There were 3,256 primary care providers enrolled in Medicaid at the end of December, up from 2,370 in January 2013, when the reimbursement increase kicked in.
In January 2012, there were only 1,622 primary care enrollees.
Arnold, of Medical Professional Services Inc., said many of his practices' primary care doctors, particularly pediatricians, have begun seeing Medicaid patients due to the rate hike.
One primary care doctor, for example, saw reimbursements for an office visit jump from $37.43 to $82.98. "Doctors were astounded by the increase," Arnold said.
Meanwhile, Ellen Andrews, executive director of the Connecticut Health Policy Project, said while the rate hikes have been enticing, there are other reasons doctors are signing up for Medicaid. DSS, which runs the program, has also reduced administrative hassles, cutting down on physician complaints about burdensome paperwork, late payments, rude treatment, poor communications, and unreceptive provider relations.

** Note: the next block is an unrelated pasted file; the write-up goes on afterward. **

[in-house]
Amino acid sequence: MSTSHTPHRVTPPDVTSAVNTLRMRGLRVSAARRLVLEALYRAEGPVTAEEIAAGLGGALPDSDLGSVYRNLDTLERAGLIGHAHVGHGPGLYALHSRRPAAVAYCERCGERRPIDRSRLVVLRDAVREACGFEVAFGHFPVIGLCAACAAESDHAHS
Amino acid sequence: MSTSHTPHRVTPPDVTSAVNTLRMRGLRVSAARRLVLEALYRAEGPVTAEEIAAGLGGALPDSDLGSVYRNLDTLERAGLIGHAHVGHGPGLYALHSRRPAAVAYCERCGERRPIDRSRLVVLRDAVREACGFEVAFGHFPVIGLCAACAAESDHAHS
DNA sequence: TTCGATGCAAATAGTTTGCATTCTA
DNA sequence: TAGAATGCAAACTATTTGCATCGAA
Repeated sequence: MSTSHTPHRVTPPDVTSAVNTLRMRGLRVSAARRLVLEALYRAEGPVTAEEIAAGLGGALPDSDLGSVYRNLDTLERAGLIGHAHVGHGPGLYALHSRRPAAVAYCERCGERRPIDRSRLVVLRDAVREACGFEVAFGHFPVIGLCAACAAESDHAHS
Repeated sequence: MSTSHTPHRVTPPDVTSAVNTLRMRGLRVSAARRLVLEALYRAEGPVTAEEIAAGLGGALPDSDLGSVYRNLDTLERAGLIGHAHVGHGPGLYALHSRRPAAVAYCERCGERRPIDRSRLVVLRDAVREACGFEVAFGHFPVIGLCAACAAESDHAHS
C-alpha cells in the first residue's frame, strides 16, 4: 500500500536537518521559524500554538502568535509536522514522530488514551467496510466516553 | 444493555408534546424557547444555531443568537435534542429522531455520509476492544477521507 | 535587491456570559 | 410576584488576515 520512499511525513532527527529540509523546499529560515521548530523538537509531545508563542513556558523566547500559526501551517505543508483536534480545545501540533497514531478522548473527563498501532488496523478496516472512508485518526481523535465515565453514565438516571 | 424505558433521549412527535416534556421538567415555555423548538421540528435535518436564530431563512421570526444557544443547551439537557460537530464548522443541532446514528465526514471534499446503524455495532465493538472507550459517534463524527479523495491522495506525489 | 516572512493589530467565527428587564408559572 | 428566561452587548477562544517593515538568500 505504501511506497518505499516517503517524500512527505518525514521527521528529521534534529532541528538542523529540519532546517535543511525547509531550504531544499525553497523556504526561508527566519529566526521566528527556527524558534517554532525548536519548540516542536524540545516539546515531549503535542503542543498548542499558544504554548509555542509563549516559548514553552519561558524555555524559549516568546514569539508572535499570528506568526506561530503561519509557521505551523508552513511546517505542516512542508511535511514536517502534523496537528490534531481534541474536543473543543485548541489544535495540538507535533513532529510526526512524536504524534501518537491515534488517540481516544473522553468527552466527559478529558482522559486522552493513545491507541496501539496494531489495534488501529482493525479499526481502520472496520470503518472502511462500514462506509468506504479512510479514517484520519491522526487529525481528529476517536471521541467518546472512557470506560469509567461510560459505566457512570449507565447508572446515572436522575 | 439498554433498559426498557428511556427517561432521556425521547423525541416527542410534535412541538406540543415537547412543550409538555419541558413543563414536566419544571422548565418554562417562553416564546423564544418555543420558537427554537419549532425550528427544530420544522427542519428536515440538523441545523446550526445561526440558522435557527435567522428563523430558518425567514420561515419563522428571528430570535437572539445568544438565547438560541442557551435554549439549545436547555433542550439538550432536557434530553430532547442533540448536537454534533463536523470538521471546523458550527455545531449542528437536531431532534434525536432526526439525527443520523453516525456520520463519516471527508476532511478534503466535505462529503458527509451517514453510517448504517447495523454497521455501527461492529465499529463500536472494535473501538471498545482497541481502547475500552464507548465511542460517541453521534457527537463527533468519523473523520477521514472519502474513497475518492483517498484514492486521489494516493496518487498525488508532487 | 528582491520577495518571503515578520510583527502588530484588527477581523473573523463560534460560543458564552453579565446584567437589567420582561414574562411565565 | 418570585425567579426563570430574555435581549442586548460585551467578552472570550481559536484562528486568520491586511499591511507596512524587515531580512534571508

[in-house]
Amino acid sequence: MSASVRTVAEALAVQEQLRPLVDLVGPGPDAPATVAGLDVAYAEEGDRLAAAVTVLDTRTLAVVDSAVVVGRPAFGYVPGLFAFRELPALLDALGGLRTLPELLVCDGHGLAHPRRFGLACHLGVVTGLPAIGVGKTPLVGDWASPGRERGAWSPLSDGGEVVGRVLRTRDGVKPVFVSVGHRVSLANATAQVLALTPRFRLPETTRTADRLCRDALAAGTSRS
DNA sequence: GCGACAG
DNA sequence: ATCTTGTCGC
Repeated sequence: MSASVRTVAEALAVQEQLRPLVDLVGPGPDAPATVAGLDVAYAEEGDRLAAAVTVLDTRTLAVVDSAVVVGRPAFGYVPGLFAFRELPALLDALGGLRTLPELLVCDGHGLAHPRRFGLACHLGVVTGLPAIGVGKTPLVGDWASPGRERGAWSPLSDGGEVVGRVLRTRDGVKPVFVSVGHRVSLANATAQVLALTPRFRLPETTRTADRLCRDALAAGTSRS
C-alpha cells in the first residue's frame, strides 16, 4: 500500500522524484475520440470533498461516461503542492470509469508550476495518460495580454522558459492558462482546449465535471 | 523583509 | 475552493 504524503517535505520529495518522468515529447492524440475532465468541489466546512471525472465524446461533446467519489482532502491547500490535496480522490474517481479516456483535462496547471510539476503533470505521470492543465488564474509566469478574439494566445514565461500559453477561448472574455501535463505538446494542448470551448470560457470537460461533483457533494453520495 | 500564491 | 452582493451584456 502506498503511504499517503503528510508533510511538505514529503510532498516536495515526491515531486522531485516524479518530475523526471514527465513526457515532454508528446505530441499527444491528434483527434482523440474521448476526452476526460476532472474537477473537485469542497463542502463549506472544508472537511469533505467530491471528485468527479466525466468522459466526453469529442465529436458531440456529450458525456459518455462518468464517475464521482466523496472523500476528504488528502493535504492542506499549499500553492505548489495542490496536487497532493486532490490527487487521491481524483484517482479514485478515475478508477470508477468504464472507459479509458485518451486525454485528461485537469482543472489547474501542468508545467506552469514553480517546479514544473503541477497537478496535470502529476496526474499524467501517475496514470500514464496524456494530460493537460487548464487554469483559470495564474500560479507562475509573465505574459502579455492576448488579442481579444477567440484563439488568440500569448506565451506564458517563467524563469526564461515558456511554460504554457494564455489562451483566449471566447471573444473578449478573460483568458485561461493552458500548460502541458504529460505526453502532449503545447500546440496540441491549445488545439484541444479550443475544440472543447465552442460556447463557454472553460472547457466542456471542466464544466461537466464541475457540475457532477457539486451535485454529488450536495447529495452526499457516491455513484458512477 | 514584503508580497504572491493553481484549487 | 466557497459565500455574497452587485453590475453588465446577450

Many improvements were made, Andrews said, after the state switched from a managed care to a self-insured administrative services organization model in 2012, which eliminated health insurance companies from the program.
Instead of having to deal with three different insurance companies, providers now deal with a single administrative services organization, which handles medical claims for the state. That streamlined the contracting and enrollment process, and made it easier to settle payment disputes, said Kate McEvoy, DSS' director of health services. Additionally, doctors are getting paid faster (every two weeks) and can do more electronically.
"When we changed the model, it made it a lot easier for providers," McEvoy said.
Andrews said she hopes the more efficiently run Medicaid program will entice primary doctors to remain enrolled even after the temporary reimbursement hike goes away.
Meanwhile, McEvoy said she and other healthcare officials will urge the state and/or federal government to continue the temporary increase. "We are not at a point where we are fulfilling all the needs, but the number of patient complaints is down significantly," she said.